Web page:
Ramkumar Ramachandra <artag...@gmail.com> writes:
>>> + # always reset GIT_REFLOG_ACTION before calling any external
>>> + # scripts; they have no idea about our base_reflog_action
>>> + GIT_REFLOG_ACTION="$base_reflog_action"
>>> git am $git_am_opt --rebasing --resolvemsg="$resolvemsg"
>> Why does this reroll still use this base_reflog_action convention?
> Because it's simple and it makes sense.
Without $base_reflog_action hack, you have to make sure
GIT_REFLOG_ACTION is reasonably pristine when you call out other
people. Even with $base_reflog_action, you still have to do the
same "keep GIT_REFLOG_ACTION pristine" like this one. And in
addition, you have to maintain $base_reflog_action as if it is a
read-only variable [*1*].
So you are forcing people to maintain _two_ variables, instead of
just _one_, without making anything simpler.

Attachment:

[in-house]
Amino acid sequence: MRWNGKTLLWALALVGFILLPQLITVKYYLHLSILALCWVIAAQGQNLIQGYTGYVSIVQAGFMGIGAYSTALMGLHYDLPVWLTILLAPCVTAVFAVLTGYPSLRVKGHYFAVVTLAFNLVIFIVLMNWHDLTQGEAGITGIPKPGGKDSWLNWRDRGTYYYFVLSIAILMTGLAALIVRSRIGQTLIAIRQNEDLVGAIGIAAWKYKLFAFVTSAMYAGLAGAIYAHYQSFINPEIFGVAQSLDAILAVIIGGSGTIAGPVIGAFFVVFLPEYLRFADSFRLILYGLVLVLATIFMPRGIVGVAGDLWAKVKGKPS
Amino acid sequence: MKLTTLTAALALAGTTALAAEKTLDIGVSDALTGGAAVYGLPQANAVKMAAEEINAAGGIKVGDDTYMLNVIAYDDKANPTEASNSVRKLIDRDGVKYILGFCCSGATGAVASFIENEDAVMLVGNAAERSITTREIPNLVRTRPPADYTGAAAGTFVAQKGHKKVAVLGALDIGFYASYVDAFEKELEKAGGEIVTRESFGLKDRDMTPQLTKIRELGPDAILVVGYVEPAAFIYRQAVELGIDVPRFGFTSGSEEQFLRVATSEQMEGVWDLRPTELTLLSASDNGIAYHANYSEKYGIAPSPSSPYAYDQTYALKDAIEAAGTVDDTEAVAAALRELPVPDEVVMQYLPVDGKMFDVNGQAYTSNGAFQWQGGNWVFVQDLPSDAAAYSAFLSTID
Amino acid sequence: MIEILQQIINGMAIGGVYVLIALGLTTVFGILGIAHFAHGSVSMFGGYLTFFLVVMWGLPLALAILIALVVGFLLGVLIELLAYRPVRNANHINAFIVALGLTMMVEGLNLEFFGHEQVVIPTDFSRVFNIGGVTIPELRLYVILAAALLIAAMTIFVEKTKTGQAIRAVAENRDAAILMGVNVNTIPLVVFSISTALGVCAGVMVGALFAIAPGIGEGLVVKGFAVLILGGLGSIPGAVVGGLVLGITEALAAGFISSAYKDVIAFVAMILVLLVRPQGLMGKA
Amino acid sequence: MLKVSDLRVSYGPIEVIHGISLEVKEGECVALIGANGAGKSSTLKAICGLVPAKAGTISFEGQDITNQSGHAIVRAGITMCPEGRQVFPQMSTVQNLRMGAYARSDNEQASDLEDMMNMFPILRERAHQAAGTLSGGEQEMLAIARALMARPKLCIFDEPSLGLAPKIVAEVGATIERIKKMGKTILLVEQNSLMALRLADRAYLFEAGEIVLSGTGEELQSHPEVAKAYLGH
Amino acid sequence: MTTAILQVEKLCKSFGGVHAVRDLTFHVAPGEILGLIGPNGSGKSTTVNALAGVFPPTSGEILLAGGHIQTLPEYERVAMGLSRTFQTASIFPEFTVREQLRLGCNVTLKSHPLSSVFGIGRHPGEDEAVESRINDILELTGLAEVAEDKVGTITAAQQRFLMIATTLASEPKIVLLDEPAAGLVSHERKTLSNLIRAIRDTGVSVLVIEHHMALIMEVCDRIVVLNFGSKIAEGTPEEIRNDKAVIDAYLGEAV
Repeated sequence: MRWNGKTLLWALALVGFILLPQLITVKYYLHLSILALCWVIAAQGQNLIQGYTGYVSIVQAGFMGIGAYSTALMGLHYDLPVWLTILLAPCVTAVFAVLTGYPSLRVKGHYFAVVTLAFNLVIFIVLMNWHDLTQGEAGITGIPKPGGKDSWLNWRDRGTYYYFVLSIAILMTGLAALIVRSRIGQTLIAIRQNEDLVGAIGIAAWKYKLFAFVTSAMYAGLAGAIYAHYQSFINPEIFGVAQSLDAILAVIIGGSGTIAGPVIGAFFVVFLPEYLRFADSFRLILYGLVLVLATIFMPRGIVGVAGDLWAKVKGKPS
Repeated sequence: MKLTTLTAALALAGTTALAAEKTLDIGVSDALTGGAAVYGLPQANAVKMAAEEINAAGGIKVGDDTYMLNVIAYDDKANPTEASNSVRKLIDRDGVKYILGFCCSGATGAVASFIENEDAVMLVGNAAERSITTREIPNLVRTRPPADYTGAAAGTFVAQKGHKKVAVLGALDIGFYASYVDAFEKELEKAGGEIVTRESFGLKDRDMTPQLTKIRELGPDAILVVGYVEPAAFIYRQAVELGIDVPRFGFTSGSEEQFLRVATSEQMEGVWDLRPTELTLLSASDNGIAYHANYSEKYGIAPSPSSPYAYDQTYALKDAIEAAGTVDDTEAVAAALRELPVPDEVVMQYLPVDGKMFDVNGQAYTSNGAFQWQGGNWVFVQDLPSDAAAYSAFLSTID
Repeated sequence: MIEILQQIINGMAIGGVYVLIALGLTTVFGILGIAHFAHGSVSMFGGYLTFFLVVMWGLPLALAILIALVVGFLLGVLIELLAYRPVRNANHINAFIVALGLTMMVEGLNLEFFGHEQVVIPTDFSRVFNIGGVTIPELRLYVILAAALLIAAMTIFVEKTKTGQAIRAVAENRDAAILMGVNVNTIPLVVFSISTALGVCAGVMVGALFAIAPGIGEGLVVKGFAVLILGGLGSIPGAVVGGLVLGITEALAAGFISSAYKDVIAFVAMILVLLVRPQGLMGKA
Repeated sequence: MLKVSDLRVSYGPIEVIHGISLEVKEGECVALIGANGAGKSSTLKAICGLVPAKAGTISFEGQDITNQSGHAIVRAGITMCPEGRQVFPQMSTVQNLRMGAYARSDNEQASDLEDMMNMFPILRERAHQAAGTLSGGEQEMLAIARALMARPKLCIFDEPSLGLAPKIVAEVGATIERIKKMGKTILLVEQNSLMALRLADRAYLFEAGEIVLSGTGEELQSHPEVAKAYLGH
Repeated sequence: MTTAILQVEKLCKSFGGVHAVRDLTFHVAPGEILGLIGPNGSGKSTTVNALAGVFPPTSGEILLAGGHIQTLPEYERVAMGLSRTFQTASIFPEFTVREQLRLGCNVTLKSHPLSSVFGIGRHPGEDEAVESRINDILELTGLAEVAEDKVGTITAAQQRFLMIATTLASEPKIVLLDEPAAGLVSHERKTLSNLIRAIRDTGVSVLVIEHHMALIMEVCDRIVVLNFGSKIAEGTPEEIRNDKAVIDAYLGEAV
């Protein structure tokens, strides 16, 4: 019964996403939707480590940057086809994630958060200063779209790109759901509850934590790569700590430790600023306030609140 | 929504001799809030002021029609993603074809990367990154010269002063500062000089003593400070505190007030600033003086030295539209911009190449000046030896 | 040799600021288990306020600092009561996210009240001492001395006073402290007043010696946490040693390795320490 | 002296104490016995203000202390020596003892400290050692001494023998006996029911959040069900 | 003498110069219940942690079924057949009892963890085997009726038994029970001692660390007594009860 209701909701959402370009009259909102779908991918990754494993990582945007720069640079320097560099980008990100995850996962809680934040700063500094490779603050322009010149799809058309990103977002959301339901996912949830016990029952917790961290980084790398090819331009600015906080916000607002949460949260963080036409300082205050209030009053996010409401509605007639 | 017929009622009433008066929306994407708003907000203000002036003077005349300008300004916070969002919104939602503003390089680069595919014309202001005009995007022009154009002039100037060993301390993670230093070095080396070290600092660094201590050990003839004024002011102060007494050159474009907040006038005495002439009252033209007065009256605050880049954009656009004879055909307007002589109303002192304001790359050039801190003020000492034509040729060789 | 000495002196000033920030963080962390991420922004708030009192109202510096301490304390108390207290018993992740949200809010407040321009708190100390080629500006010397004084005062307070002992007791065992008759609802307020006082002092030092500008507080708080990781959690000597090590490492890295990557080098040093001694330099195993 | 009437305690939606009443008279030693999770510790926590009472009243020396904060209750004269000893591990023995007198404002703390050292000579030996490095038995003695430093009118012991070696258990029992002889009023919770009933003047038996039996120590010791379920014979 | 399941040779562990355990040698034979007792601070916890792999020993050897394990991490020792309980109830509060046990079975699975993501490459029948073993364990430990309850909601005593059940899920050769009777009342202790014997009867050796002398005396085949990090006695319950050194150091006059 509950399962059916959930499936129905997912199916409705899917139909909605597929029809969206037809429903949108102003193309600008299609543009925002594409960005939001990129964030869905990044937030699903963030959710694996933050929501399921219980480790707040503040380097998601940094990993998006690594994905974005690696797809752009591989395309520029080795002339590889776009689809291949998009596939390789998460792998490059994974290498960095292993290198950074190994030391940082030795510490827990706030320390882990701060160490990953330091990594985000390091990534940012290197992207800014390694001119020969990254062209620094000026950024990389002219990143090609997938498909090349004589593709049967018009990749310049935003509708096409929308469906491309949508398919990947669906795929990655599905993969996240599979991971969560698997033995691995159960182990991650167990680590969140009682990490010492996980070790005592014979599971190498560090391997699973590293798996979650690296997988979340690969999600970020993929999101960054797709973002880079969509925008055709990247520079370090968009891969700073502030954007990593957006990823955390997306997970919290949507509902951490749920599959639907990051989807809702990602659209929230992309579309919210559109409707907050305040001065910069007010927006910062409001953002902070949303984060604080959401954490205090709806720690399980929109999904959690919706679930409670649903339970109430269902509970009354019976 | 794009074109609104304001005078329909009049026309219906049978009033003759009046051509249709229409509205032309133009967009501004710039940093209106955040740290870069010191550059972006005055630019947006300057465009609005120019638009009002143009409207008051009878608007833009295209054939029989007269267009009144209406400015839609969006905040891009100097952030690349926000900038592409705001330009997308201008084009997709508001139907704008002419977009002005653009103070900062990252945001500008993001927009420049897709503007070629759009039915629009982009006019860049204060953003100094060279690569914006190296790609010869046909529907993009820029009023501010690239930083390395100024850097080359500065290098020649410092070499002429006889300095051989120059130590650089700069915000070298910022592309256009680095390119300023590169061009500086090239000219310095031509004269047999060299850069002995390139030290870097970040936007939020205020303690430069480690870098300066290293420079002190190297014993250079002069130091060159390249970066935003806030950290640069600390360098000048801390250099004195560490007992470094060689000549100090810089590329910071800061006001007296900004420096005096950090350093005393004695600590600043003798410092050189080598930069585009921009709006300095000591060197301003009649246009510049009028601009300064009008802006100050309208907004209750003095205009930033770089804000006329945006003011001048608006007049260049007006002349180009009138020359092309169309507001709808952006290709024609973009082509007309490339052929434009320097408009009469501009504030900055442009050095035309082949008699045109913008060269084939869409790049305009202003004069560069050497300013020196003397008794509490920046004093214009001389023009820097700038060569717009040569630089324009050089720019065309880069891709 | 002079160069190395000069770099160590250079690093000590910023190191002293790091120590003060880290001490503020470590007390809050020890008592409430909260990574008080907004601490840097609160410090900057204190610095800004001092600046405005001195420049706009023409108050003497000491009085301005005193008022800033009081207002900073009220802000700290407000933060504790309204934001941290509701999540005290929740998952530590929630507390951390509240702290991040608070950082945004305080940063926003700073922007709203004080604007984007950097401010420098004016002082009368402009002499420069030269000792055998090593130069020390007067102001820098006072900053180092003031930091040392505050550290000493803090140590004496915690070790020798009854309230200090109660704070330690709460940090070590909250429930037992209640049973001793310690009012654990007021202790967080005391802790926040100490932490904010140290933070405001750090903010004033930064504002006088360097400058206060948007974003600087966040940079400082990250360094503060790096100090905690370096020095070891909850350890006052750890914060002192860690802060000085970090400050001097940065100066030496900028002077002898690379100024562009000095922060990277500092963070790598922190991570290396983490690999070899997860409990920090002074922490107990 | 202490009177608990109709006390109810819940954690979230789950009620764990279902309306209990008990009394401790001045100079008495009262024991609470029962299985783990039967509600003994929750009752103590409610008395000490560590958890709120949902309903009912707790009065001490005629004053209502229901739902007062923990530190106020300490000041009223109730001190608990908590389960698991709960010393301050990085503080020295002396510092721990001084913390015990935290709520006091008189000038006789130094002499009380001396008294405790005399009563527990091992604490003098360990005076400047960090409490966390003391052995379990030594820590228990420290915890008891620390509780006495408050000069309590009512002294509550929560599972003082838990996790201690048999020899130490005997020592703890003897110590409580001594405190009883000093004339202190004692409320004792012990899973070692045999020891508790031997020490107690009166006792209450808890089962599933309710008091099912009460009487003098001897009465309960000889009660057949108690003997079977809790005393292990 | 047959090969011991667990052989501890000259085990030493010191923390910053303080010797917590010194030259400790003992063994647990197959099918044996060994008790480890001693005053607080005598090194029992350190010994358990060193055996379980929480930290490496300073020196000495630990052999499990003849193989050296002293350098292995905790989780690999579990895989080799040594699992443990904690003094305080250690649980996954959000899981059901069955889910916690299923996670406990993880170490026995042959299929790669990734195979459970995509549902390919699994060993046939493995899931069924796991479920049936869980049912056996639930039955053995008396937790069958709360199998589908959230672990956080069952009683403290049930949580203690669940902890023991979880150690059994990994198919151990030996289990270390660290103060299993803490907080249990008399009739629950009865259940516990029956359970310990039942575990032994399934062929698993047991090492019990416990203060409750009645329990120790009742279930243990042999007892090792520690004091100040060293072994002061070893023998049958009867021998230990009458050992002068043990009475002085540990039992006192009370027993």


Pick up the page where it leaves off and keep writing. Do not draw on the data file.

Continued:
What's so hard to understand why it is a wrong design?
> ... and we're discussing absolutely trivial inconsequential rubbish
> once again. In any case, I've given up on arguing with you as it is
> clear that I can't possibly win. Do whatever you want.
It is not about winning or losing.
If you truly think this is "inconsequential", that unfortunately
convinces me that you cannot yet be trusted enough to give you
latitude to design interfaces that span multiple programs X-<.
*1* The original orig_reflog_action you borrowed from was bad enough
but it had an excuse that it was confined within the leaf level of
the callchain. It was merely done as a way to stash the vanilla
action name (e.g. "rebase -i" before it is specialized into "rebase
-i pick" etc) away, so that it can easily "lose" the speciailzation
from GIT_REFLOG_ACTION while preparing for the next operation.
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